Best organic pesticide for house plant soil?

algar32November 13, 2013

Best organic pesticide for house plant soil?

I currently have centipedes in my soil as well as whatever they are hunting. I share a room and cannot afford to have bugs wandering the room. I realize the centipedes are killing bad things in the soil, but I need to have all of the bugs gone or else I'll have to get rid of my house plant out of respect for my room mate.

I'd prefer it to be organic, but I really just need to kill all of the bugs in the soil.

I also have spider mites on my leaves. I am currently treating them with home-made habanero pepper spray. I'm not sure if it's effective, but if the pesticide could serve the dual purpose of centipedes and spidermites that would be an added bonus.

From my research Orange Guard seems to be highly regarded, but I was hoping I could get some professional opinions. I was also told insecticidal soap was good, but it seems no one has tried soaking their soil with it to kill centipedes. Any advice is appreciated. Thanks.

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jean001a(Portland OR 7b)

Much safer than indoor pesticides: Exchange the potting mix for new, then avoid excess moisture in the rootball.

    Bookmark   November 14, 2013 at 1:37AM
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The simplest way to eliminate centipedes, or any other soil borne insect, is to replace the potting media the plant is growing in.
Spider Mites can be a bit more difficult. Spider Mites like, and increase in population, on plants in warm and dry environments and increasing the humidity around the plant can help slow them down. Misting the plants a couple, or more, times per day can helps. Giving the plant a shower can also help.
Many insecticides are very broad spectrum and can kill off the predators of Spider Mites so judicious use is needed. Insecticidal Soaps seem to be the most effective of the controls available, but just a periodic shower is almost as effective.

Here is a link that might be useful: About Spider Mites

    Bookmark   November 14, 2013 at 6:33AM
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ken_adrian Adrian MI cold Z5

no matter what the bag claims.. i sterilize all my potting media before use.. see link ...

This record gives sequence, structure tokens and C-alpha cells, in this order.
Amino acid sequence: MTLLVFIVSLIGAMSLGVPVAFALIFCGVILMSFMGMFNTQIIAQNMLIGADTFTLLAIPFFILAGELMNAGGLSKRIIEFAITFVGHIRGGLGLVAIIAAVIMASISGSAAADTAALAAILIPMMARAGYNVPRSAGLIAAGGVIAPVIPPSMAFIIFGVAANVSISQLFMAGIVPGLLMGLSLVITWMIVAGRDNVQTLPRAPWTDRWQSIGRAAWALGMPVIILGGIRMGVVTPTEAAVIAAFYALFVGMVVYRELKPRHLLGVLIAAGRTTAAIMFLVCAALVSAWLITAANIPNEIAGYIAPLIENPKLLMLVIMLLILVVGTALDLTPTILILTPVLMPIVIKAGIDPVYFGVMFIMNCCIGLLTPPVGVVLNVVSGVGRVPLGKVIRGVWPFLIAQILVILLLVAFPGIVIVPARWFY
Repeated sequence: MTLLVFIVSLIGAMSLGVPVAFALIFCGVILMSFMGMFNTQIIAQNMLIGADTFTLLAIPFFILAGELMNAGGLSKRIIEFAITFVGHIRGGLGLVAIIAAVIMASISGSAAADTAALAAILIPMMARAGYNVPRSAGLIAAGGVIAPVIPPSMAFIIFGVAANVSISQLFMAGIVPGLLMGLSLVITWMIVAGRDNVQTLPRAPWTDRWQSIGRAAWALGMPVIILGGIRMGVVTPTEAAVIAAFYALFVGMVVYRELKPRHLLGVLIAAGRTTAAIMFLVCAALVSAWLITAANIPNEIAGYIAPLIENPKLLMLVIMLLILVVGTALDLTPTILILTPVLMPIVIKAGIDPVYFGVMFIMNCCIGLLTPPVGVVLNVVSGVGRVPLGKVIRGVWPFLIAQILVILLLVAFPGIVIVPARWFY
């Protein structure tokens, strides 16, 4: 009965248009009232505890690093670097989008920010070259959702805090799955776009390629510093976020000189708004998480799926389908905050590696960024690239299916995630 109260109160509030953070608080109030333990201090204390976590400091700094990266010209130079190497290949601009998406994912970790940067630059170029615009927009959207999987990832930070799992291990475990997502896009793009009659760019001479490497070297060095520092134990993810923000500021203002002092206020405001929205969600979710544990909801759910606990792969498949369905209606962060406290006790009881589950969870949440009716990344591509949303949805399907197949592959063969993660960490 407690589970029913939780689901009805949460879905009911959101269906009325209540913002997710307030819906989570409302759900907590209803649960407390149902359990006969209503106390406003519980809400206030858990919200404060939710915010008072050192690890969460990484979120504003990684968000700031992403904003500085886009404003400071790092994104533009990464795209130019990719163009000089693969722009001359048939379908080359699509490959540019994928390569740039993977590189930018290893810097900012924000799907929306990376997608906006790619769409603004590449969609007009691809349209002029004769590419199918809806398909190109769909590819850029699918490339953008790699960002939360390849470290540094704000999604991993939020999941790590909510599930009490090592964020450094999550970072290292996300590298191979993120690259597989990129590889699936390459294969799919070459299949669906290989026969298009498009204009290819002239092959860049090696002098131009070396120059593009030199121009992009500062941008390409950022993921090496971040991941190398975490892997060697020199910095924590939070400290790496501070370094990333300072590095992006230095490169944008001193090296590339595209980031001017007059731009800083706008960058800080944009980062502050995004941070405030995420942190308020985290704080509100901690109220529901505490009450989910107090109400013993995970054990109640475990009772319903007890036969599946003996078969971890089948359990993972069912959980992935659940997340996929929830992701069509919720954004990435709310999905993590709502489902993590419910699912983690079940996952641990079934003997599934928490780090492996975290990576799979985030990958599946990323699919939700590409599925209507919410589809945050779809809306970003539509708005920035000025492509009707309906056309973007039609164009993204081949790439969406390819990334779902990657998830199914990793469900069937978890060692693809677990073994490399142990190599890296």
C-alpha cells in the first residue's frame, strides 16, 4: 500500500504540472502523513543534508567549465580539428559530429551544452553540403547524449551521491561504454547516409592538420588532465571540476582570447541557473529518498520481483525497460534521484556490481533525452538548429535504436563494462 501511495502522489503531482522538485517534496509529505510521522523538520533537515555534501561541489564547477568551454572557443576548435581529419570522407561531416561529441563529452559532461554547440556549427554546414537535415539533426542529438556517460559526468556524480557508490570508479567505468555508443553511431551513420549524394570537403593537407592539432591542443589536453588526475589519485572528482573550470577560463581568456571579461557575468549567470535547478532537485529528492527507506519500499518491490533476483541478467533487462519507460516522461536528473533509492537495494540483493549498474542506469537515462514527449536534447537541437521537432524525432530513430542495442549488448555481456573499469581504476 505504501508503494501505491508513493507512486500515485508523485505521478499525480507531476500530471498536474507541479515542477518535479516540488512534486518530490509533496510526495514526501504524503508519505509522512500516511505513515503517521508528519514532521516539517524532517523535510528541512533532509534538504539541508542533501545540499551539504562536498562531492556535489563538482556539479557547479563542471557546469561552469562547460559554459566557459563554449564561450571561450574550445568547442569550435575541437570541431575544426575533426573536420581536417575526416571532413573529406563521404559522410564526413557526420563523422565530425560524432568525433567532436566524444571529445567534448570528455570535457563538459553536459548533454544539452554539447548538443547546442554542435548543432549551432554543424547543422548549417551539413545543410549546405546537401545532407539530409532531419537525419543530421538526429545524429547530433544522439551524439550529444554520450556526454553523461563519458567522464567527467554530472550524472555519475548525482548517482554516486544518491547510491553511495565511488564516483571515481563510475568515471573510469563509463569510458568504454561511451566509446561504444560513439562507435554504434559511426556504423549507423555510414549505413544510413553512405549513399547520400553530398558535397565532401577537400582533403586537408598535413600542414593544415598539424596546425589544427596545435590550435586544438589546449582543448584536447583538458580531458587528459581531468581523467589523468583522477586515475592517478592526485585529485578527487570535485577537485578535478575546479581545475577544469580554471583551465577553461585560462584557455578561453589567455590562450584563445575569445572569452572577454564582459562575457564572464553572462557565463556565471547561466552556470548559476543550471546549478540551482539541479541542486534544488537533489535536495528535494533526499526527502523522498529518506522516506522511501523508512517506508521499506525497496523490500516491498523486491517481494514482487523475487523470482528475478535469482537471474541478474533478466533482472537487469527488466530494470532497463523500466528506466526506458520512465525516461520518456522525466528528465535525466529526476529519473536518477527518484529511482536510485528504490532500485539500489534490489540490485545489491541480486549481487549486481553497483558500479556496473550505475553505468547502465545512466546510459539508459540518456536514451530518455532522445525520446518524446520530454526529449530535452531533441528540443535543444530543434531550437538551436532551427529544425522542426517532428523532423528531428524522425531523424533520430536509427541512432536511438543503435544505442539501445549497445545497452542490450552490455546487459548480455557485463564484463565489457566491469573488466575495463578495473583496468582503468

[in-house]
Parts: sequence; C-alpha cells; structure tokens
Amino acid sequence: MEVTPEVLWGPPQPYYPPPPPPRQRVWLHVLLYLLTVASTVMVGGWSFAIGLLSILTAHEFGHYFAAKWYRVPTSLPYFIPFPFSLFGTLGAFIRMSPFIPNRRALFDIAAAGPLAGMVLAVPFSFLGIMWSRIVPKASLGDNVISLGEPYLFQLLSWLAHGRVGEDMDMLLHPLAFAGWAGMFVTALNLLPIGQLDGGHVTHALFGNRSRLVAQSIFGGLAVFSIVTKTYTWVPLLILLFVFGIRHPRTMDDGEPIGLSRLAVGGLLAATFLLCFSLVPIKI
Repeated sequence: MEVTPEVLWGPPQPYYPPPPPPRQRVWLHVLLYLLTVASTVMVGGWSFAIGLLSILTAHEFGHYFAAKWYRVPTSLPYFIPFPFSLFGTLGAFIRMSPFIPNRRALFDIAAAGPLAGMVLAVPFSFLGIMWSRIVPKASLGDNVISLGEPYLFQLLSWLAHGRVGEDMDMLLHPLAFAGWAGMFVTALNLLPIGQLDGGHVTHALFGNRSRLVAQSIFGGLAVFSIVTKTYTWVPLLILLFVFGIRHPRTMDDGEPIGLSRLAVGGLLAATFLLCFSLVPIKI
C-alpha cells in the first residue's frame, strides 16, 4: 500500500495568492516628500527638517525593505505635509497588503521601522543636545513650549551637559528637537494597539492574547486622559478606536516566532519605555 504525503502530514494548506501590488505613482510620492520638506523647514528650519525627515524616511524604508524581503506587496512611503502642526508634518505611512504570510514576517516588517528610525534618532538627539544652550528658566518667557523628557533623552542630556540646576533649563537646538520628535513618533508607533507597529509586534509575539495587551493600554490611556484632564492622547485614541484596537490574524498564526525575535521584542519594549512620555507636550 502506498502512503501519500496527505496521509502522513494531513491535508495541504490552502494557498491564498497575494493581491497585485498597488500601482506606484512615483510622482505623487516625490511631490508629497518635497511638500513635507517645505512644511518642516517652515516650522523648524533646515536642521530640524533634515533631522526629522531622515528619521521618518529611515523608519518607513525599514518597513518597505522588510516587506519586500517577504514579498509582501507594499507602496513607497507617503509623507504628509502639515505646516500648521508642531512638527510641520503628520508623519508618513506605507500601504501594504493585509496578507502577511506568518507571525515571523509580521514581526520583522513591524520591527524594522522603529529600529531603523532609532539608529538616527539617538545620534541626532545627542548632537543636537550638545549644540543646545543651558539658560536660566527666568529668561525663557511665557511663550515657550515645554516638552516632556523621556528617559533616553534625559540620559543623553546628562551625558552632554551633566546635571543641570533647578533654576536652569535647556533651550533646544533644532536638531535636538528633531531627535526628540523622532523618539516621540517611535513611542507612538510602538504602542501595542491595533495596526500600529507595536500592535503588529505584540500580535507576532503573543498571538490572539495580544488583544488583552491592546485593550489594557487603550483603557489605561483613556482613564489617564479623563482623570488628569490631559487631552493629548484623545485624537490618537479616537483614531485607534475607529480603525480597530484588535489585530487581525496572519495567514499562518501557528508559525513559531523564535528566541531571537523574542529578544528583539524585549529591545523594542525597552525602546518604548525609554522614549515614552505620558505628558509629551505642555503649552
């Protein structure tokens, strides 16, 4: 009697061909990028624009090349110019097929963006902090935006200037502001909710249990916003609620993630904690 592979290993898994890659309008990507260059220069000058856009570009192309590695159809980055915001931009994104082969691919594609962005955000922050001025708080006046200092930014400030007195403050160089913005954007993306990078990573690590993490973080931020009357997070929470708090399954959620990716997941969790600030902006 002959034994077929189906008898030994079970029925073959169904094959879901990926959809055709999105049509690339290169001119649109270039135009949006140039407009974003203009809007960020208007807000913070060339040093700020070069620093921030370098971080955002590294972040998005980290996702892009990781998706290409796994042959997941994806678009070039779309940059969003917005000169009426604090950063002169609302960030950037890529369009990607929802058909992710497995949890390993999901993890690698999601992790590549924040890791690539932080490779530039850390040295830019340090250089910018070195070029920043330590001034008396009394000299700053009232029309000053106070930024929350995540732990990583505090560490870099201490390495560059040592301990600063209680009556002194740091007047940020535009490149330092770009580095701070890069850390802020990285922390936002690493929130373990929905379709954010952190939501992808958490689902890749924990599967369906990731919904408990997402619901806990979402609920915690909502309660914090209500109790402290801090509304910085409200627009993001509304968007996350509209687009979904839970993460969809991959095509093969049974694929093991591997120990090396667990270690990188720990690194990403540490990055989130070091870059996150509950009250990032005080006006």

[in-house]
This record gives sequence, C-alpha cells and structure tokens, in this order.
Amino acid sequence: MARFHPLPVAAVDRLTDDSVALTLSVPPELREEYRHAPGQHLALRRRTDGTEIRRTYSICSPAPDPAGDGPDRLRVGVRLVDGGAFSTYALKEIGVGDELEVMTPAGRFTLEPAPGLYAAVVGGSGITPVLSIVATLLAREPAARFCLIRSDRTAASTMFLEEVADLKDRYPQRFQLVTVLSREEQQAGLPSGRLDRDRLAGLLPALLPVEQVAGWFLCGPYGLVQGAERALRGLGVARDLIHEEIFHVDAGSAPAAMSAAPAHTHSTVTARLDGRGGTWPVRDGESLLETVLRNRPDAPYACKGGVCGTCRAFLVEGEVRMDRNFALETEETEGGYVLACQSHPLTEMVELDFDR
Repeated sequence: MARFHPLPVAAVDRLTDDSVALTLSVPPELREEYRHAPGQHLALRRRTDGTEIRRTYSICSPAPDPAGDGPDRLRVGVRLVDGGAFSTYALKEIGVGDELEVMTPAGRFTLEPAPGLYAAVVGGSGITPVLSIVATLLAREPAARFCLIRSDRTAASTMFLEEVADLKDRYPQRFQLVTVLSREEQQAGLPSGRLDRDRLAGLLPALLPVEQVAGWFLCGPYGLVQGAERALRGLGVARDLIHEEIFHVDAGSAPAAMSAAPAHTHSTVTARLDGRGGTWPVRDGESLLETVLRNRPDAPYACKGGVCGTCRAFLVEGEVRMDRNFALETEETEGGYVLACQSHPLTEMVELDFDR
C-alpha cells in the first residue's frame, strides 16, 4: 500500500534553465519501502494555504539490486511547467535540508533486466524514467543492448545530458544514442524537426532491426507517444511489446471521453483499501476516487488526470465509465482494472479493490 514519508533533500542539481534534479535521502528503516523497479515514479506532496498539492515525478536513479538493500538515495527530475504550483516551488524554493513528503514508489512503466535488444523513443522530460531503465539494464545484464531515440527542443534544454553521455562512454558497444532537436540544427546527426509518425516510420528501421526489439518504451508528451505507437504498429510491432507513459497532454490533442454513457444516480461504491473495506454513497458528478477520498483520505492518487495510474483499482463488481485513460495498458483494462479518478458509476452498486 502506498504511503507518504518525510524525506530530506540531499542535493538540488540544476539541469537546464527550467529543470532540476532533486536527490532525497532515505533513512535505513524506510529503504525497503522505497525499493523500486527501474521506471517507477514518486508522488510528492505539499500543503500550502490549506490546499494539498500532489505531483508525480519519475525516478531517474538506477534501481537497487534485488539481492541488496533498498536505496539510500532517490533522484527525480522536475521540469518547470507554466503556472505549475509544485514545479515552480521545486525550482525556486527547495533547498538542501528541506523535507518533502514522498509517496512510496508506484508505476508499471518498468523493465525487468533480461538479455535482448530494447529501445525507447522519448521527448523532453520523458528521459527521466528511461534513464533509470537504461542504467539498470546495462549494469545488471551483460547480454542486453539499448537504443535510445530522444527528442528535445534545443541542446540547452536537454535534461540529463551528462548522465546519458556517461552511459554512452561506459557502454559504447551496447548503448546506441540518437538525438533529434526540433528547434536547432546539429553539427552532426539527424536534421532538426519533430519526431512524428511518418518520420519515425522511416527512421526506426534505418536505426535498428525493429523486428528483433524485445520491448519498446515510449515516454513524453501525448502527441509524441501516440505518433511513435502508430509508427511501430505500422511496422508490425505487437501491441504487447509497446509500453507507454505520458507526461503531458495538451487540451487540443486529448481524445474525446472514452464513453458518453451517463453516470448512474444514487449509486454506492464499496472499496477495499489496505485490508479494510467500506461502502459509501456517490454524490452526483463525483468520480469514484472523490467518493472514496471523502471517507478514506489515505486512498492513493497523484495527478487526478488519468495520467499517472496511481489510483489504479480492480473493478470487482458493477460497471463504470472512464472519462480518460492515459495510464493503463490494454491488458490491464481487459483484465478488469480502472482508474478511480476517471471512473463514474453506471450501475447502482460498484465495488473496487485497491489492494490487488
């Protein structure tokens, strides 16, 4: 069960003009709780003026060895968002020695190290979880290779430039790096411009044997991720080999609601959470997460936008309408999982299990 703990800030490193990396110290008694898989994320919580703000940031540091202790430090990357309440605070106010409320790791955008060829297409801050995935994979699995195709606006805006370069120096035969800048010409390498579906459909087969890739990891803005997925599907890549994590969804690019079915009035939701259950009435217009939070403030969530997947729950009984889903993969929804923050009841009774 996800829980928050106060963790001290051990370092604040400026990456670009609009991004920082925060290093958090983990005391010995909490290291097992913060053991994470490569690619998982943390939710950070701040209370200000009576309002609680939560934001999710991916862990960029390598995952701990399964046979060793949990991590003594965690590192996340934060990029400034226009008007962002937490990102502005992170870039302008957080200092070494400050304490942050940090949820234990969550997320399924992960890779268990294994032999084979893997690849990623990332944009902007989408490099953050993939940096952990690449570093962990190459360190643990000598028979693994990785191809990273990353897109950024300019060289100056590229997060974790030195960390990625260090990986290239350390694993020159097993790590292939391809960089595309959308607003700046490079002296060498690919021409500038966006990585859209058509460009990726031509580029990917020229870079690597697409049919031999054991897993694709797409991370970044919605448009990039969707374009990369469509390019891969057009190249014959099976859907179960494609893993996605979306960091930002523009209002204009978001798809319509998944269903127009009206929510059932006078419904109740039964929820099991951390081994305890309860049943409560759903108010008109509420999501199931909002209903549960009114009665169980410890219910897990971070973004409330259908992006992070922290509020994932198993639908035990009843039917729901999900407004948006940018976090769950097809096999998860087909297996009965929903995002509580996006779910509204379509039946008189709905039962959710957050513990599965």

this is one reason soil ... mother earth .. is not recommended indoors ... too many of God's creatures in it ...

if you insure it is clean to start with.. then no cure is necessary ...

insecticidal soap is a contact remedy ... how do you make contact with soil borne critters???

personally .. i would have treated with a systemic.. in late summer.. a month before i brought my potted plants indoors ...

back in the day.. prior to learning about prevention.. i simply chucked all the bad plants.. and went a bought some more indoor plants ... think long and hard about just starting over ... rather than spending twice the amount trying to fix such ... a couple small houseplants shouldnt cost all that much .. you mention nothing rare in your collection


Here is a link that might be useful: link

    Bookmark   November 14, 2013 at 6:42AM
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Thanks for the replies. It is a 50$ kratom tree, so I'm concerned about killing it in the transplanting process. I feel like pulling it out and rinsing the roots may cause serious damage and kill it.

Is transplanting it in sterile soil my only solution for the centipedes?

Also, I have been spraying the spidermites with habanero spray. Do you think insecticidal soap would be a good investment? Is there any sure fire way to stop them? Also, how do people stop them when their plants are much larger and they can't possibly spray every leaf?

    Bookmark   November 14, 2013 at 11:12AM
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Habanero, hot pepper, sprays are a deterrent not an insecticide while the insecticidal Soap is an insecticide.
As indicated in the link above Spider Mites can be difficult to control, but the lower the humidity around the plant the more you will have since higher humidity causes them to produce more.

This post was edited by kimmsr on Sat, Nov 16, 13 at 6:33

    Bookmark   November 15, 2013 at 6:37AM
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Tiffany, purpleinopp GardenWeb, Z8b Opp, AL


From Wiki centipede article:
" Centipedes are found in an array of terrestrial habitats from tropical rainforests to deserts. Within these habitats, centipedes require a moist micro-habitat because they lack the waxy cuticle of insects and arachnids, and so lose water rapidly through the skin."